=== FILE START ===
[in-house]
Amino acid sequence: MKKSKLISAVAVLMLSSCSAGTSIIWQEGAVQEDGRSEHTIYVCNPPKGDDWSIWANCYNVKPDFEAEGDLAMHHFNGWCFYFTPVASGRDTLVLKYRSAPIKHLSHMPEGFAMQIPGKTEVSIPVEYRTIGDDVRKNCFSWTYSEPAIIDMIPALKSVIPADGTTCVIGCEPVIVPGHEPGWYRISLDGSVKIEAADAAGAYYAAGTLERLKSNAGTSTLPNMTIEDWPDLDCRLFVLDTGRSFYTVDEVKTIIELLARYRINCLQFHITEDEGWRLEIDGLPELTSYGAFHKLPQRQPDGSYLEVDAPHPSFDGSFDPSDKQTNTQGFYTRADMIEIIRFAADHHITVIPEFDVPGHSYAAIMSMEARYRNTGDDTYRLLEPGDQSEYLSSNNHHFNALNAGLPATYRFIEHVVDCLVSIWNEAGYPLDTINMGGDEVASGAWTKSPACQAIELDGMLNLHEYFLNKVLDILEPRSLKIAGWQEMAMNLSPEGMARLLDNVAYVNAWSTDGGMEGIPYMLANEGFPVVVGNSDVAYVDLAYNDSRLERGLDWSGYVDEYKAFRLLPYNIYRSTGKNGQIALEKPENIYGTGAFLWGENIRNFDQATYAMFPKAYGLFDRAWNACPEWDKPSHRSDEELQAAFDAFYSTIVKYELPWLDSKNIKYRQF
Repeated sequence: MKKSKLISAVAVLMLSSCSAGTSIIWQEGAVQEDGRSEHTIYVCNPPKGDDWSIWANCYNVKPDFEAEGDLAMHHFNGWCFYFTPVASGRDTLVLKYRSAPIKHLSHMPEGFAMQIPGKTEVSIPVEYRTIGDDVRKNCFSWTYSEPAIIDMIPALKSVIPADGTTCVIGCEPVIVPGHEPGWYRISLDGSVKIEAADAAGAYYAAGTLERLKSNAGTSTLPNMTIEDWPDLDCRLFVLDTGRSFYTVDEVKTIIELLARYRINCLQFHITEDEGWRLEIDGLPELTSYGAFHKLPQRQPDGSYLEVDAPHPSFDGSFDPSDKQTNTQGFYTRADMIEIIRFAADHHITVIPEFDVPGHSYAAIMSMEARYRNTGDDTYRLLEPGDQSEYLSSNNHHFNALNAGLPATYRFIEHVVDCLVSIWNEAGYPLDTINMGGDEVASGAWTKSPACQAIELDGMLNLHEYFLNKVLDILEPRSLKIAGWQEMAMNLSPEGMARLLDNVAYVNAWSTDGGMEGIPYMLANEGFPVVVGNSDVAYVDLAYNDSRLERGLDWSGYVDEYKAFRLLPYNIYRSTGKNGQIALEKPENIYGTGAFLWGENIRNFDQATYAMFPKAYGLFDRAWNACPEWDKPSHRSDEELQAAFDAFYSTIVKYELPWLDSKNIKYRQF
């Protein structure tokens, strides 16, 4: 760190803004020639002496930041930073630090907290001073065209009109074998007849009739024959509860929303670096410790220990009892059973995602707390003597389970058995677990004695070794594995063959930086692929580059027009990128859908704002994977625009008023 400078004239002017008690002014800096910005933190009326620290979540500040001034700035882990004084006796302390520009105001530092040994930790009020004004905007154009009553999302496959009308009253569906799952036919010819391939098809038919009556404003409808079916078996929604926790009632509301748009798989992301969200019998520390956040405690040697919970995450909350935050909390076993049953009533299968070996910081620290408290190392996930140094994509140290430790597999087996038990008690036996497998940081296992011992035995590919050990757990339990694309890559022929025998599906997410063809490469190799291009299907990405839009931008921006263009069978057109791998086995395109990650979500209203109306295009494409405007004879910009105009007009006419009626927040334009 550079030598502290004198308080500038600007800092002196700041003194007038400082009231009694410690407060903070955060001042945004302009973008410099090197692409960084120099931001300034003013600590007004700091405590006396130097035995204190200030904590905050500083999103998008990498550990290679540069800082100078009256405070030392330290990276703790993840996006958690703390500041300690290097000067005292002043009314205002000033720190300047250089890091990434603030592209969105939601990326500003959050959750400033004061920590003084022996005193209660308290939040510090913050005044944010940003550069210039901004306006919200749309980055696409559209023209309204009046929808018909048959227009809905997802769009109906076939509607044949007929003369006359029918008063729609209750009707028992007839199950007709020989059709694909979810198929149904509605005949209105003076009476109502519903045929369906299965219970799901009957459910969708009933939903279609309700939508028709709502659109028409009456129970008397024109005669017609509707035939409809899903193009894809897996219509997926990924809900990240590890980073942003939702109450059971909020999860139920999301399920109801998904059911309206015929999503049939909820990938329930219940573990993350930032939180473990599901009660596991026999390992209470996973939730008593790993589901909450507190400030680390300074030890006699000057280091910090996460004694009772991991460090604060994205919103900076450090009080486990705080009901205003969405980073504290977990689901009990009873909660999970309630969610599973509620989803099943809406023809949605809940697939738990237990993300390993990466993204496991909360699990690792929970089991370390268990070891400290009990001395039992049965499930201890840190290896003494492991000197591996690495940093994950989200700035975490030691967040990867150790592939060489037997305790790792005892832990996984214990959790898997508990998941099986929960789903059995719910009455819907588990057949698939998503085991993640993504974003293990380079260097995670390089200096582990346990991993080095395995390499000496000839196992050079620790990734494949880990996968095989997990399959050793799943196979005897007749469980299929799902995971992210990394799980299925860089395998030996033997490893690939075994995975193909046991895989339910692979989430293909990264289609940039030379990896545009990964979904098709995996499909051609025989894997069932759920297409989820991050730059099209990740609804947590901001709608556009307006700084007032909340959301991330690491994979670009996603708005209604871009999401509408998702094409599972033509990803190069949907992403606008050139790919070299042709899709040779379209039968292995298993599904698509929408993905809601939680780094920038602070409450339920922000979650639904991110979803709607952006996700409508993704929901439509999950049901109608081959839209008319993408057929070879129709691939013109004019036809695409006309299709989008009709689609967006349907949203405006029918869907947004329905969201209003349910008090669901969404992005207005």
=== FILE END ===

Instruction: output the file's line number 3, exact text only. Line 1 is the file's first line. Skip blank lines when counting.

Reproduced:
Repeated sequence: MKKSKLISAVAVLMLSSCSAGTSIIWQEGAVQEDGRSEHTIYVCNPPKGDDWSIWANCYNVKPDFEAEGDLAMHHFNGWCFYFTPVASGRDTLVLKYRSAPIKHLSHMPEGFAMQIPGKTEVSIPVEYRTIGDDVRKNCFSWTYSEPAIIDMIPALKSVIPADGTTCVIGCEPVIVPGHEPGWYRISLDGSVKIEAADAAGAYYAAGTLERLKSNAGTSTLPNMTIEDWPDLDCRLFVLDTGRSFYTVDEVKTIIELLARYRINCLQFHITEDEGWRLEIDGLPELTSYGAFHKLPQRQPDGSYLEVDAPHPSFDGSFDPSDKQTNTQGFYTRADMIEIIRFAADHHITVIPEFDVPGHSYAAIMSMEARYRNTGDDTYRLLEPGDQSEYLSSNNHHFNALNAGLPATYRFIEHVVDCLVSIWNEAGYPLDTINMGGDEVASGAWTKSPACQAIELDGMLNLHEYFLNKVLDILEPRSLKIAGWQEMAMNLSPEGMARLLDNVAYVNAWSTDGGMEGIPYMLANEGFPVVVGNSDVAYVDLAYNDSRLERGLDWSGYVDEYKAFRLLPYNIYRSTGKNGQIALEKPENIYGTGAFLWGENIRNFDQATYAMFPKAYGLFDRAWNACPEWDKPSHRSDEELQAAFDAFYSTIVKYELPWLDSKNIKYRQF